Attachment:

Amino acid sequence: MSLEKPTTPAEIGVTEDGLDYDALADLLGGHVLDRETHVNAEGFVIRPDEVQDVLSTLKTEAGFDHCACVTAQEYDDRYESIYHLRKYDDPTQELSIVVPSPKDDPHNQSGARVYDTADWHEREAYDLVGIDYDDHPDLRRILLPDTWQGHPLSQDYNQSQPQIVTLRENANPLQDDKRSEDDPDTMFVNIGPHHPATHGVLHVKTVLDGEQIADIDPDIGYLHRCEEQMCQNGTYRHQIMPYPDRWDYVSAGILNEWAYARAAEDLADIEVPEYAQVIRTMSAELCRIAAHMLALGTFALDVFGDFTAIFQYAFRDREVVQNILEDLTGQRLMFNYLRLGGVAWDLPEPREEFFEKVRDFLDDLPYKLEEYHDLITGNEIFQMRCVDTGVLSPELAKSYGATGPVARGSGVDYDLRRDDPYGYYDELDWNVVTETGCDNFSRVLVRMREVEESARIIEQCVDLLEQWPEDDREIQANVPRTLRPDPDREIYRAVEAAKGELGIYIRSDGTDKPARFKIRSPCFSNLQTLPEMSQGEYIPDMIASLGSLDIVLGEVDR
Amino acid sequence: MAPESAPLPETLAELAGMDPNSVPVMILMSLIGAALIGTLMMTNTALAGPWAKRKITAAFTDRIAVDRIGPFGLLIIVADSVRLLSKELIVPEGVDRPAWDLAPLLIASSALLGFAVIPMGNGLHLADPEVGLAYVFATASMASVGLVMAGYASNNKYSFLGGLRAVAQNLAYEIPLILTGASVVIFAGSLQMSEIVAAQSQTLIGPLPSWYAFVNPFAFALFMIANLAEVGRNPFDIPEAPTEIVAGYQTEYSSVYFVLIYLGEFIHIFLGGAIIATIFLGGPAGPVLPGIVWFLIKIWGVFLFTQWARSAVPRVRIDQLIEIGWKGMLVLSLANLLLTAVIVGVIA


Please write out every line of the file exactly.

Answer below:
Amino acid sequence: MSLEKPTTPAEIGVTEDGLDYDALADLLGGHVLDRETHVNAEGFVIRPDEVQDVLSTLKTEAGFDHCACVTAQEYDDRYESIYHLRKYDDPTQELSIVVPSPKDDPHNQSGARVYDTADWHEREAYDLVGIDYDDHPDLRRILLPDTWQGHPLSQDYNQSQPQIVTLRENANPLQDDKRSEDDPDTMFVNIGPHHPATHGVLHVKTVLDGEQIADIDPDIGYLHRCEEQMCQNGTYRHQIMPYPDRWDYVSAGILNEWAYARAAEDLADIEVPEYAQVIRTMSAELCRIAAHMLALGTFALDVFGDFTAIFQYAFRDREVVQNILEDLTGQRLMFNYLRLGGVAWDLPEPREEFFEKVRDFLDDLPYKLEEYHDLITGNEIFQMRCVDTGVLSPELAKSYGATGPVARGSGVDYDLRRDDPYGYYDELDWNVVTETGCDNFSRVLVRMREVEESARIIEQCVDLLEQWPEDDREIQANVPRTLRPDPDREIYRAVEAAKGELGIYIRSDGTDKPARFKIRSPCFSNLQTLPEMSQGEYIPDMIASLGSLDIVLGEVDR
Amino acid sequence: MAPESAPLPETLAELAGMDPNSVPVMILMSLIGAALIGTLMMTNTALAGPWAKRKITAAFTDRIAVDRIGPFGLLIIVADSVRLLSKELIVPEGVDRPAWDLAPLLIASSALLGFAVIPMGNGLHLADPEVGLAYVFATASMASVGLVMAGYASNNKYSFLGGLRAVAQNLAYEIPLILTGASVVIFAGSLQMSEIVAAQSQTLIGPLPSWYAFVNPFAFALFMIANLAEVGRNPFDIPEAPTEIVAGYQTEYSSVYFVLIYLGEFIHIFLGGAIIATIFLGGPAGPVLPGIVWFLIKIWGVFLFTQWARSAVPRVRIDQLIEIGWKGMLVLSLANLLLTAVIVGVIA